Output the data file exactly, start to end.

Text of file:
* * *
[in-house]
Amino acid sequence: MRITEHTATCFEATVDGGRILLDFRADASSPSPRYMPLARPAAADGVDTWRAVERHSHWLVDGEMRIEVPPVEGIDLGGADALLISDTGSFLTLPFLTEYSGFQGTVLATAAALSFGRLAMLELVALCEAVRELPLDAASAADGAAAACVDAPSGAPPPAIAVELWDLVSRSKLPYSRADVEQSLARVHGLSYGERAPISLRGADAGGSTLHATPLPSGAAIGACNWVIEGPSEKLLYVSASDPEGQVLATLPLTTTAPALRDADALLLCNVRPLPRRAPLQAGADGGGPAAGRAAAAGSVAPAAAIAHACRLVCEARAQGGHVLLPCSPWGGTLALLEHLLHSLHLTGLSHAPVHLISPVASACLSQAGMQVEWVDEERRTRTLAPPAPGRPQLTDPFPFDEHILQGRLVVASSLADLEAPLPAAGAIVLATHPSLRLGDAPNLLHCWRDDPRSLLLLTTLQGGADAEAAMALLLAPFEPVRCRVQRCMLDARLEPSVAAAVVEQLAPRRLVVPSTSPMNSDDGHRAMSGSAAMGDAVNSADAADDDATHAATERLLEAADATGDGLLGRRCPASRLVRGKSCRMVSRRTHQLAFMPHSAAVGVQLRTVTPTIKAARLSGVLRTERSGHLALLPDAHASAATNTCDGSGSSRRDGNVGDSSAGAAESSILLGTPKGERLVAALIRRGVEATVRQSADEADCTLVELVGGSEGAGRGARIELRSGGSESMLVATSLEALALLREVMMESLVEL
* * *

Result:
[in-house]
Amino acid sequence: MRITEHTATCFEATVDGGRILLDFRADASSPSPRYMPLARPAAADGVDTWRAVERHSHWLVDGEMRIEVPPVEGIDLGGADALLISDTGSFLTLPFLTEYSGFQGTVLATAAALSFGRLAMLELVALCEAVRELPLDAASAADGAAAACVDAPSGAPPPAIAVELWDLVSRSKLPYSRADVEQSLARVHGLSYGERAPISLRGADAGGSTLHATPLPSGAAIGACNWVIEGPSEKLLYVSASDPEGQVLATLPLTTTAPALRDADALLLCNVRPLPRRAPLQAGADGGGPAAGRAAAAGSVAPAAAIAHACRLVCEARAQGGHVLLPCSPWGGTLALLEHLLHSLHLTGLSHAPVHLISPVASACLSQAGMQVEWVDEERRTRTLAPPAPGRPQLTDPFPFDEHILQGRLVVASSLADLEAPLPAAGAIVLATHPSLRLGDAPNLLHCWRDDPRSLLLLTTLQGGADAEAAMALLLAPFEPVRCRVQRCMLDARLEPSVAAAVVEQLAPRRLVVPSTSPMNSDDGHRAMSGSAAMGDAVNSADAADDDATHAATERLLEAADATGDGLLGRRCPASRLVRGKSCRMVSRRTHQLAFMPHSAAVGVQLRTVTPTIKAARLSGVLRTERSGHLALLPDAHASAATNTCDGSGSSRRDGNVGDSSAGAAESSILLGTPKGERLVAALIRRGVEATVRQSADEADCTLVELVGGSEGAGRGARIELRSGGSESMLVATSLEALALLREVMMESLVEL